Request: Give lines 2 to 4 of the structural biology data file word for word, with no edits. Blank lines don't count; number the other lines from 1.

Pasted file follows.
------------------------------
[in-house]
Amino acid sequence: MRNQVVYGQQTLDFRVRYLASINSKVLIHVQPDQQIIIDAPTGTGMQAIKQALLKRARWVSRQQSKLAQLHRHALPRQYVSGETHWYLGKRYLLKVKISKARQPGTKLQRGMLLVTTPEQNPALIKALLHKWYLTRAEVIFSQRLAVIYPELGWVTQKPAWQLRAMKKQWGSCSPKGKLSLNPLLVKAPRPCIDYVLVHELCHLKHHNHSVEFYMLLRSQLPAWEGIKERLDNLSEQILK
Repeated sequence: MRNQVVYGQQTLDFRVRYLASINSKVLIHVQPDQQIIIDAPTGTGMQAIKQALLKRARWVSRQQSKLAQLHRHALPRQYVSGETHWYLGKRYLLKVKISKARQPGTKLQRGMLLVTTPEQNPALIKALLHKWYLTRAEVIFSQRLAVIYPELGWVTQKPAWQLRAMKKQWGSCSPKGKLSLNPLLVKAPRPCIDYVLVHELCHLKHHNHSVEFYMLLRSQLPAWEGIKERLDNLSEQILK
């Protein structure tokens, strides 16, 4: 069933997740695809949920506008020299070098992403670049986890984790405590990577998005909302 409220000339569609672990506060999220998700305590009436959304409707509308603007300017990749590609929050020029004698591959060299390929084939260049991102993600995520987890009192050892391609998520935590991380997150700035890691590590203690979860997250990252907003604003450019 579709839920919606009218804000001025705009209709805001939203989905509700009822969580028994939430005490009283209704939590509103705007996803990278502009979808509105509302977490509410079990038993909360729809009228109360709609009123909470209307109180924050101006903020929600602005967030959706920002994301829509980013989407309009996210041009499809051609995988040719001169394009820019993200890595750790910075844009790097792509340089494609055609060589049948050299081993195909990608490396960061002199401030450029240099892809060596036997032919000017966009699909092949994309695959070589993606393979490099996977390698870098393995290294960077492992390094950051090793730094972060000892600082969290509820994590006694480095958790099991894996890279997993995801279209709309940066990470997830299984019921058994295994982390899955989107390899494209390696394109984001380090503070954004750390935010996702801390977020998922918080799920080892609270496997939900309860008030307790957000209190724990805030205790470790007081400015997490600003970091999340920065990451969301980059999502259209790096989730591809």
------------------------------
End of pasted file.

Amino acid sequence: MRNQVVYGQQTLDFRVRYLASINSKVLIHVQPDQQIIIDAPTGTGMQAIKQALLKRARWVSRQQSKLAQLHRHALPRQYVSGETHWYLGKRYLLKVKISKARQPGTKLQRGMLLVTTPEQNPALIKALLHKWYLTRAEVIFSQRLAVIYPELGWVTQKPAWQLRAMKKQWGSCSPKGKLSLNPLLVKAPRPCIDYVLVHELCHLKHHNHSVEFYMLLRSQLPAWEGIKERLDNLSEQILK
Repeated sequence: MRNQVVYGQQTLDFRVRYLASINSKVLIHVQPDQQIIIDAPTGTGMQAIKQALLKRARWVSRQQSKLAQLHRHALPRQYVSGETHWYLGKRYLLKVKISKARQPGTKLQRGMLLVTTPEQNPALIKALLHKWYLTRAEVIFSQRLAVIYPELGWVTQKPAWQLRAMKKQWGSCSPKGKLSLNPLLVKAPRPCIDYVLVHELCHLKHHNHSVEFYMLLRSQLPAWEGIKERLDNLSEQILK
């Protein structure tokens, strides 16, 4: 069933997740695809949920506008020299070098992403670049986890984790405590990577998005909302 409220000339569609672990506060999220998700305590009436959304409707509308603007300017990749590609929050020029004698591959060299390929084939260049991102993600995520987890009192050892391609998520935590991380997150700035890691590590203690979860997250990252907003604003450019 579709839920919606009218804000001025705009209709805001939203989905509700009822969580028994939430005490009283209704939590509103705007996803990278502009979808509105509302977490509410079990038993909360729809009228109360709609009123909470209307109180924050101006903020929600602005967030959706920002994301829509980013989407309009996210041009499809051609995988040719001169394009820019993200890595750790910075844009790097792509340089494609055609060589049948050299081993195909990608490396960061002199401030450029240099892809060596036997032919000017966009699909092949994309695959070589993606393979490099996977390698870098393995290294960077492992390094950051090793730094972060000892600082969290509820994590006694480095958790099991894996890279997993995801279209709309940066990470997830299984019921058994295994982390899955989107390899494209390696394109984001380090503070954004750390935010996702801390977020998922918080799920080892609270496997939900309860008030307790957000209190724990805030205790470790007081400015997490600003970091999340920065990451969301980059999502259209790096989730591809």